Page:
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Palisades Collection, L.L.C. trying to collect from Business


dumdum
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Here's the story...

My company, a California Corporation, had an account with a cellular carrier that was closed and remains unpaid for about $700 since about Jan of 2004.

My company received a letter (with my name under the company name, as I was the user of the account) from Palisades and they have stated in the notice the original creditor, account number and current balance, which all appears to be correct.

Keep in mind that the account was opened in the company name and I used the company tax id #, the only personal information connected to it is my name. With that said, I, as an individual, know that I am not responsible for this debt.

My question is this:

Can the same methods be used to DV when it's a corporation that owes the debt? It's not showing on my personal credit report and I don't expect it to. I don't know where and how corporation reports are kept, or by whom.

The collection letter also says:

"Please be advised that your account has been sold to Palisades Collection, L.L.C. You are directed to address all future correspondence and payments concerning this account to this address:"

And they go on with the address and the usual "this is an attempt to colelct a debt..."

I'm a little unclear as to whether Palisades is the collection agent for this debt and is working for the original creditor.... or, if Palisades actually 'owns' the account now. It's a little confusing by looking at the letter.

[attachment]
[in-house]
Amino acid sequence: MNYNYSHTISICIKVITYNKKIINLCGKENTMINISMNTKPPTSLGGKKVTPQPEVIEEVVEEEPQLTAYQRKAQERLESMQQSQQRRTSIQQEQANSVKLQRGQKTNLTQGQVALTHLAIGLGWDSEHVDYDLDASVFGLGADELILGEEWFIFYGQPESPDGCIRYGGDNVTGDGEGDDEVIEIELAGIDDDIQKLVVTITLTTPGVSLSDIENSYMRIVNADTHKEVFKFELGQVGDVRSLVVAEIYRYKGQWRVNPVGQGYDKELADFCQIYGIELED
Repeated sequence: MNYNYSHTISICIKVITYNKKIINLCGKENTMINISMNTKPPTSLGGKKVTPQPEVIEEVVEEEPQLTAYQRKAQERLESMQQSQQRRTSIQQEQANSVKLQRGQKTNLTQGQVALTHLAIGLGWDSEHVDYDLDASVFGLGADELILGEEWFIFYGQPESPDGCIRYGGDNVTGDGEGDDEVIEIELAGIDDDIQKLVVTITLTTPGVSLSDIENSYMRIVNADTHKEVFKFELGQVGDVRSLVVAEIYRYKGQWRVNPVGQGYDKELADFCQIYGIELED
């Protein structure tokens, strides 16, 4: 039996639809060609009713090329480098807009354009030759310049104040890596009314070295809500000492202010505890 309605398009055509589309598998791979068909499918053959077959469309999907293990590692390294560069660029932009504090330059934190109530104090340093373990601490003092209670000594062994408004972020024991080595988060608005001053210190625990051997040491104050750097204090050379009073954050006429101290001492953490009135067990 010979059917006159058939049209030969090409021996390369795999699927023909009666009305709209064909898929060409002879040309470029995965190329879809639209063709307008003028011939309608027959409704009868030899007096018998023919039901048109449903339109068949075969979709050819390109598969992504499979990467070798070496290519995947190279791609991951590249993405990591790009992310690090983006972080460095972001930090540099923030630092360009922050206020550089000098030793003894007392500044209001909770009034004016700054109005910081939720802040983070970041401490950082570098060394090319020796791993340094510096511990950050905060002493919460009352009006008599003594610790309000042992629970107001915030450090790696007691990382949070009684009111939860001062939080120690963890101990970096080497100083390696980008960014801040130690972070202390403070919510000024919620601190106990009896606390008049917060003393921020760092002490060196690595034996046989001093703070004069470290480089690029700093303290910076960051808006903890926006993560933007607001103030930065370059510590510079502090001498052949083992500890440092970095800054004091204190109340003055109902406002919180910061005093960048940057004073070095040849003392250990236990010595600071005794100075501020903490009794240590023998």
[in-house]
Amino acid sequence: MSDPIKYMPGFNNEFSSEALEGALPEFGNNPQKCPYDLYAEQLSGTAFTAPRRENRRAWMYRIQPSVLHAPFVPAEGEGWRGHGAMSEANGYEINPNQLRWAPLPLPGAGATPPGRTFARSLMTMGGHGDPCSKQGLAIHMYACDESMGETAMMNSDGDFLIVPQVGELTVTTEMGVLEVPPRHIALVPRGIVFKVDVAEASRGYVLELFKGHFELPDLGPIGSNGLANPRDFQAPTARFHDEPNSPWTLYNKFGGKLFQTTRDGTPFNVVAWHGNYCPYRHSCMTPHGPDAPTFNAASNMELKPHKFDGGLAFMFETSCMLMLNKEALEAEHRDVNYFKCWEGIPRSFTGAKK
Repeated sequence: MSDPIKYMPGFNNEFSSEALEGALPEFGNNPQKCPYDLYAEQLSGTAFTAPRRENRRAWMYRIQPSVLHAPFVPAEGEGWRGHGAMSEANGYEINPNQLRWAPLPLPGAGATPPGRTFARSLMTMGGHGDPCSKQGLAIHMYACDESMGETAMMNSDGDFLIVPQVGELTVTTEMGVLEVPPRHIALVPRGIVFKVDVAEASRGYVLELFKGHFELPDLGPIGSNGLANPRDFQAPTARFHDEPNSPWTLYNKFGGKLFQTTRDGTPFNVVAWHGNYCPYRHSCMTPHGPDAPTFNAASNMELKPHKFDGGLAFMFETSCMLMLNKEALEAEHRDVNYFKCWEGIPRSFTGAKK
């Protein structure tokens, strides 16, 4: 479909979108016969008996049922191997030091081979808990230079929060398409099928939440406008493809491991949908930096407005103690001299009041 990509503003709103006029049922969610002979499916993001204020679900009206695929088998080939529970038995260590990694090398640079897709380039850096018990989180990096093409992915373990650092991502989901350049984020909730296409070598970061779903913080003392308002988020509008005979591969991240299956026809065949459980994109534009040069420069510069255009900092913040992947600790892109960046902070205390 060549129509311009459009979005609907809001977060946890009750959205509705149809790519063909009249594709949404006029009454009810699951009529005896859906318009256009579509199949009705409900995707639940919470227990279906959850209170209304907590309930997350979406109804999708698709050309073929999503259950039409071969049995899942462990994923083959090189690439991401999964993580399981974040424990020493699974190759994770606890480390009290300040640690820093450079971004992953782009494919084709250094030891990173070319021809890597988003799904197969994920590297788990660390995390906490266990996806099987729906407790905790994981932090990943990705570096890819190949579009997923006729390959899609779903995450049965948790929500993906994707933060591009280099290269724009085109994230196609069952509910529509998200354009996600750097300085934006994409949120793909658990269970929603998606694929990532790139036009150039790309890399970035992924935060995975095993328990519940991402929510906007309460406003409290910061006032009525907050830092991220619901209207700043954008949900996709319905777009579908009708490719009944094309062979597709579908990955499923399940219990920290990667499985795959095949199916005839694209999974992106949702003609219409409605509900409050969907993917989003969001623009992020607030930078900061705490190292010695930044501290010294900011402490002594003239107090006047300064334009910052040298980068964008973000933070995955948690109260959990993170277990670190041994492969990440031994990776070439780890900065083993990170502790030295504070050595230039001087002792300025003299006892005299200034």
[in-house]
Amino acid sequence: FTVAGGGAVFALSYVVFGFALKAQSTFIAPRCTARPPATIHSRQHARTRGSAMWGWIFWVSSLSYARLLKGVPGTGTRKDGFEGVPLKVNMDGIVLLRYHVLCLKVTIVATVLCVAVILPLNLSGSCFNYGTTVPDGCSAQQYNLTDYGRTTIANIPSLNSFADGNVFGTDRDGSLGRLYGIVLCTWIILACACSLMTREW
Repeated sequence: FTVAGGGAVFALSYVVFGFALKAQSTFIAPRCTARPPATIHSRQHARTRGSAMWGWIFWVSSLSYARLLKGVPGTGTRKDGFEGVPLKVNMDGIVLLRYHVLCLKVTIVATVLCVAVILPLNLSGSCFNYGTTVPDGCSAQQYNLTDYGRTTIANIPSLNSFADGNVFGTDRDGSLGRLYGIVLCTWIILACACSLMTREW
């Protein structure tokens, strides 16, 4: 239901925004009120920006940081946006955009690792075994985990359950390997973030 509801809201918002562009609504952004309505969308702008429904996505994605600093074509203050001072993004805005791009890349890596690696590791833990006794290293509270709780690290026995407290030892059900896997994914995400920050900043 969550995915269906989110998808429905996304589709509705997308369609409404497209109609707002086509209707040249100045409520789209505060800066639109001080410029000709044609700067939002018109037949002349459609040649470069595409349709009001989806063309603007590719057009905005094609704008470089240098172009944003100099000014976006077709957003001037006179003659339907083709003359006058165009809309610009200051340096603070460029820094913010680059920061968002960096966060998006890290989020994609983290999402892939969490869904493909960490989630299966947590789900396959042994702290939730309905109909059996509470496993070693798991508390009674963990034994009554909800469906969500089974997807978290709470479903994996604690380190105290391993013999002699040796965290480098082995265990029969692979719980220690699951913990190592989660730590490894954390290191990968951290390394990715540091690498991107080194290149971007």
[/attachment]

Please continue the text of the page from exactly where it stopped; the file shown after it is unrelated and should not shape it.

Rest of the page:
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Normally, the processes described on the website don't apply to business debt. However, you should send a personal (not corporate) letter immediately to Palisades. Tell them to cease and desist trying to personally collect from you since the corporation is responsible for the debt. If they ever contact you again or mess with your credit, indicate that you will pursue legal action.

Now, here's why:

What they are trying to do is "pierce the corporate veil." There are several ways to accomplish this. One of the ways is when the IRS or state tax agency goes after the corporate officers for outstanding taxes. Another way is when a corporate officer signs a personal guaranty in exchange for the corporation receiving a credit account.

Did you sign a personal guaranty? I would say no based on your statement that your name is the only personal information attached to this account. In that case, the CORPORATION (which is an entirely separate entity unto itself) owes the money, not YOU.

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Can the same methods be used to DV when it's a corporation that owes the debt? It's not showing on my personal credit report and I don't expect it to. I don't know where and how corporation reports are kept, or by whom.

Vrandon is right, FDCPA does not cover biz debt but CB has a section covering business debt, you could try to check it out and see if you can find your answers there, or post your questions http://creditboards.com/forums/index.php?showforum=27

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